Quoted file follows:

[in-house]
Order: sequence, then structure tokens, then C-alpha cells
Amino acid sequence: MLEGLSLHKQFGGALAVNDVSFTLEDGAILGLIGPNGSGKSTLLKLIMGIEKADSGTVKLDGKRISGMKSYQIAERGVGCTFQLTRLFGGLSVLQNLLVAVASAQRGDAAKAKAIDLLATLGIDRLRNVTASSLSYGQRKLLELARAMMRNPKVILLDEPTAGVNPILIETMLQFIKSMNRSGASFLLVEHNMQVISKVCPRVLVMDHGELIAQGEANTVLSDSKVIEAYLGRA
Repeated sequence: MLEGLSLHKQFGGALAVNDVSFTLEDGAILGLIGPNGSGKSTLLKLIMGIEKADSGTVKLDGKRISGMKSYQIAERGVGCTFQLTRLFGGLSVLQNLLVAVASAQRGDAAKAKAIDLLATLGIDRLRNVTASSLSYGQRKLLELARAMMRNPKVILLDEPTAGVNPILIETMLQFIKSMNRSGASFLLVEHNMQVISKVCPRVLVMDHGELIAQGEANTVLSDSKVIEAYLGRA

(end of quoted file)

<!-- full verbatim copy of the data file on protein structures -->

[in-house]
Order: sequence, then structure tokens, then C-alpha cells
Amino acid sequence: MLEGLSLHKQFGGALAVNDVSFTLEDGAILGLIGPNGSGKSTLLKLIMGIEKADSGTVKLDGKRISGMKSYQIAERGVGCTFQLTRLFGGLSVLQNLLVAVASAQRGDAAKAKAIDLLATLGIDRLRNVTASSLSYGQRKLLELARAMMRNPKVILLDEPTAGVNPILIETMLQFIKSMNRSGASFLLVEHNMQVISKVCPRVLVMDHGELIAQGEANTVLSDSKVIEAYLGRA
Repeated sequence: MLEGLSLHKQFGGALAVNDVSFTLEDGAILGLIGPNGSGKSTLLKLIMGIEKADSGTVKLDGKRISGMKSYQIAERGVGCTFQLTRLFGGLSVLQNLLVAVASAQRGDAAKAKAIDLLATLGIDRLRNVTASSLSYGQRKLLELARAMMRNPKVILLDEPTAGVNPILIETMLQFIKSMNRSGASFLLVEHNMQVISKVCPRVLVMDHGELIAQGEANTVLSDSKVIEAYLGRA